Mr. Bonaparte of Corsica

Author: John Kendrick Bangs

Chapter II: Brienne 1779-1785

As we have seen, the young Corsican was only ten years of age when, through the influence of Count Marboeuf, an old friend of the Bonaparte family, he was admitted to the military school at Brienne. Those who were present at the hour of his departure from home say that Napoleon would have wept like any other child had he yielded to the impulses of his heart, and had be not detected a smile of satisfaction upon the lips of his brother Joseph. It was this smile that drove all tender emotions from his breast. Taking Joseph to one side, he requested to know the cause of his mirth.

"I was thinking of something funny," said Joseph, paling slightly as he observed the stern expression of Napoleon’s face.

"Oh, indeed," said Napoleon; "and what was that something? I’d like to smile myself."

"H’m!—ah—why," faltered Joseph, "it may not strike you as funny, you know. What is a joke for one man is apt to be a serious matter for another, particularly when that other is of a taciturn and irritable disposition."

"Very likely," said Napoleon, dryly; "and sometimes what is a joke for the man of mirth is likewise in the end a serious matter for that same humorous person. This may turn out to be the case in the present emergency. What was the joke? If I do not find it a humorous joke, I’ll give you a parting caress which you won’t forget in a hurry."

"I was only thinking," said Joseph, uneasily, "that it is a very good thing for that little ferry-boat you are going away on that you are going on it."

Here Joseph smiled weakly, but Napoleon was grim as ever.

"Well," he said, impatiently, "what of that?"

"Why," returned Joseph, "it seemed to me that such a tireless little worker as the boat is would find it very restful to take a Nap."

For an instant Napoleon was silent.

"Joseph," said he, as he gazed solemnly out of the window, "I thank you from the bottom of my heart for this. I had had regrets at leaving home. A moment ago I was ready to break down for the sorrow of parting from my favorite Alp, from my home, from my mother, and my little brass cannon; but now—now I can go with a heart steeled against emotion. If you are going in for humor of that kind, I’m glad I’m going away. Farewell."

With this, picking Joseph up in his arms and concealing him beneath the sofa cushions, Napoleon imprinted a kiss upon his mother’s cheek, rushed aboard the craft that was to bear him to fame, and was soon but a memory in the little house at Ajaccio. "Parting is such sweet sorrow," murmured Joseph, as he watched the little vessel bounding over the turquoise waters of the imprisoned sea. "I shall miss him; but there are those who wax fat on grief, and, if I know myself, I am of that brand."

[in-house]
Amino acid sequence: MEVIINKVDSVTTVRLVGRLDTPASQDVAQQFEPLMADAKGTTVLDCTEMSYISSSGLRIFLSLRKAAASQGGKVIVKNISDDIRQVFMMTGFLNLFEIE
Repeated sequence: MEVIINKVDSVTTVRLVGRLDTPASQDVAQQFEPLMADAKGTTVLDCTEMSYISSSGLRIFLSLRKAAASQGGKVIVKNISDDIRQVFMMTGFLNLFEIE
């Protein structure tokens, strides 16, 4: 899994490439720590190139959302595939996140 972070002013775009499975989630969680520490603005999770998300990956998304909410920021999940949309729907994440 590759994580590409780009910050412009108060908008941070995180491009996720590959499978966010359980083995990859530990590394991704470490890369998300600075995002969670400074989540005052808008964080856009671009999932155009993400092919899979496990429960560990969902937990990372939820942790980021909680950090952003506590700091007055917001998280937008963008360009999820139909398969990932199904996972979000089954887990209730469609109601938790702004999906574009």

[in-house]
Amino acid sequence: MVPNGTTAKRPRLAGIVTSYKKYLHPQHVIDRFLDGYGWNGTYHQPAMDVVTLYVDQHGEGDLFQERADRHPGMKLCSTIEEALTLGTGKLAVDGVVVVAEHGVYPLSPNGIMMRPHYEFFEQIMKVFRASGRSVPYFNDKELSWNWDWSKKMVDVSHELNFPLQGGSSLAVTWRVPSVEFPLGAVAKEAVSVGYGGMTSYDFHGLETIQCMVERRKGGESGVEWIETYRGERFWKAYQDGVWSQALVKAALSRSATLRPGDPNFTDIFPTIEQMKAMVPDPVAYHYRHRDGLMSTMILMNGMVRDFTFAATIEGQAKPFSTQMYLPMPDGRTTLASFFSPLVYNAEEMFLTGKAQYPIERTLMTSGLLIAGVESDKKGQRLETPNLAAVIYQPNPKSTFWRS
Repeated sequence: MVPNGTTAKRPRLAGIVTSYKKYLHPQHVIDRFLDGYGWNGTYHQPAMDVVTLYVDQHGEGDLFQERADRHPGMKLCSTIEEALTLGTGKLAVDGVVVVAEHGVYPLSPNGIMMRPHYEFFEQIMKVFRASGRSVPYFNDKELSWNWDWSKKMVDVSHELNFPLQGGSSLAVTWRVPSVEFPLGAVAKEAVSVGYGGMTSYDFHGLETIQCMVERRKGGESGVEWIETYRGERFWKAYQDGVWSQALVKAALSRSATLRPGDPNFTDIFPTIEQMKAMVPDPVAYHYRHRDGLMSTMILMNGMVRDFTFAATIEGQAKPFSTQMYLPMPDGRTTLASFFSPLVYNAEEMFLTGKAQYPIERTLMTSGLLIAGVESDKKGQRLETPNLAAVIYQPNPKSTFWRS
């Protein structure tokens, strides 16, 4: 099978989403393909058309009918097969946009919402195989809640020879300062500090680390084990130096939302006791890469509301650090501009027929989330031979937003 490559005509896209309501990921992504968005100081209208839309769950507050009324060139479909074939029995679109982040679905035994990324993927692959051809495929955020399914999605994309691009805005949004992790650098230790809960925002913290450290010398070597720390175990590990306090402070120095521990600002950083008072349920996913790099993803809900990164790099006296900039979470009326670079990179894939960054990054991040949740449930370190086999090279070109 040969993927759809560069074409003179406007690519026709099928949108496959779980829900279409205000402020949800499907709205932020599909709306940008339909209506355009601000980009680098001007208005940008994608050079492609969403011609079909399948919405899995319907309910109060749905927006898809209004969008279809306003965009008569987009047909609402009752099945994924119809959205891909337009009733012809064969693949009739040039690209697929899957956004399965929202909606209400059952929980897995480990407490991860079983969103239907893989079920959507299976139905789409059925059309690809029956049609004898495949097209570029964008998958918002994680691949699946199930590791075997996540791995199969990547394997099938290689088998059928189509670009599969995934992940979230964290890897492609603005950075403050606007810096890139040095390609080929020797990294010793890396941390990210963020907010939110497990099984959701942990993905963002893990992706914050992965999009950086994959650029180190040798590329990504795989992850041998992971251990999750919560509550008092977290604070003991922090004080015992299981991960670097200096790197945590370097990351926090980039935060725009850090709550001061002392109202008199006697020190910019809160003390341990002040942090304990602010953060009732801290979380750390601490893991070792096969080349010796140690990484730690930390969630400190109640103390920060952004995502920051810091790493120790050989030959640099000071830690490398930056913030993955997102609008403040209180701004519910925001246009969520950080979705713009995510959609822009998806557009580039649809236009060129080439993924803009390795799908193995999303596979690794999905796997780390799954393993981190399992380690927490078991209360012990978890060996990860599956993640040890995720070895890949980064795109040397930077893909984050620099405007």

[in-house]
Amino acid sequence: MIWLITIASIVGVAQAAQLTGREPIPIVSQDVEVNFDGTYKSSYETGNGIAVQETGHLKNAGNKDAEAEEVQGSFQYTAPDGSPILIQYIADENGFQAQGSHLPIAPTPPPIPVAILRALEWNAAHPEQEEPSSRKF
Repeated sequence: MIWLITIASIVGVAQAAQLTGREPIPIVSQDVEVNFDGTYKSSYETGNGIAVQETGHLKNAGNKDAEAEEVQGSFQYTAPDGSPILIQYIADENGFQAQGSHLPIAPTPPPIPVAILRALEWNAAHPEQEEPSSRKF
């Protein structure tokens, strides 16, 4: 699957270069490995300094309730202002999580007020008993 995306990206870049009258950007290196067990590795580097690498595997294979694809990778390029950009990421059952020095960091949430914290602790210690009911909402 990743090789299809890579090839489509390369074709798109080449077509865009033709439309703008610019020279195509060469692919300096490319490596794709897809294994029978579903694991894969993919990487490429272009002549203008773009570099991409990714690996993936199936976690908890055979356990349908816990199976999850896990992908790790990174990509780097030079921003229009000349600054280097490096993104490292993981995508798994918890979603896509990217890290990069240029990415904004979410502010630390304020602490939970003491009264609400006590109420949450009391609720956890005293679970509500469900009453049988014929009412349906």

Arrived at Paris, Napoleon was naturally awe-stricken by the splendors of that wonderful city.

"I shall never forget the first sight I had of Paris," he said, years later, when speaking of his boyhood to Madame Junot, with whom he was enjoying a tete-a-tete in the palace at Versailles. "I wondered if I hadn’t died of sea-sickness on the way over, as I had several times wished I might, and got to heaven. I didn’t know how like the other place it was at that time, you see. It was like an enchanted land, a World’s Fair forever, and the prices I had to pay for things quite carried out the World’s Fair idea. They were enormous. Weary with walking, for instance, I hired a fiacre and drove about the city for an hour, and it cost me fifty francs; but I fell in with pleasant enough people, one of whom gave me a ten-franc ticket entitling me to a seat on a park bench—for five francs."

Madame Junot laughed.

"And yet they claim that bunco is a purely American institution," she said.

"Dame!" cried Napoleon, rising from the throne, and walking excitedly up and down the palace floor, "I never realized until this moment that I had been swindled! Bourrienne, send Fouche to me. I remember the man distinctly, and if he lives he has yet to die."

Calming down, he walked to Madame Junot’s side, and, taking her by the hand, continued:

"And then the theatres! What revelations of delight they were! I used to go to the Theatre Francais whenever I could sneak away and had the money to seat me with the gods in the galleries. Bernhardt was then playing juvenile parts, and Coquelin had not been heard of. Ah! my dear Madame Junot," he added, giving her ear a delicate pinch, "those were the days when life seemed worth the living—when one of a taciturn nature and prone to irritability could find real pleasure in existence. Oh to be unknown again!"

And then, Madame Junot’s husband having entered the room, the Emperor once more relapsed into a moody silence.

But to return to Brienne. Napoleon soon found that there is a gulf measurable by no calculable distance between existence as the dominating force of a family and life as a new boy at a boardingschool. He found his position reversed, and he began for the first time in his life to appreciate the virtues of his brother Joseph. He who had been the victorious general crossing the Alps now found himself the Alp, with a dozen victorious generals crossing him; he who had been the gunner was now the target, and his present inability to express his feelings in language which his tormentors could understand, for he had not yet mastered the French tongue, kept him in a state of being which may well be termed volcanic.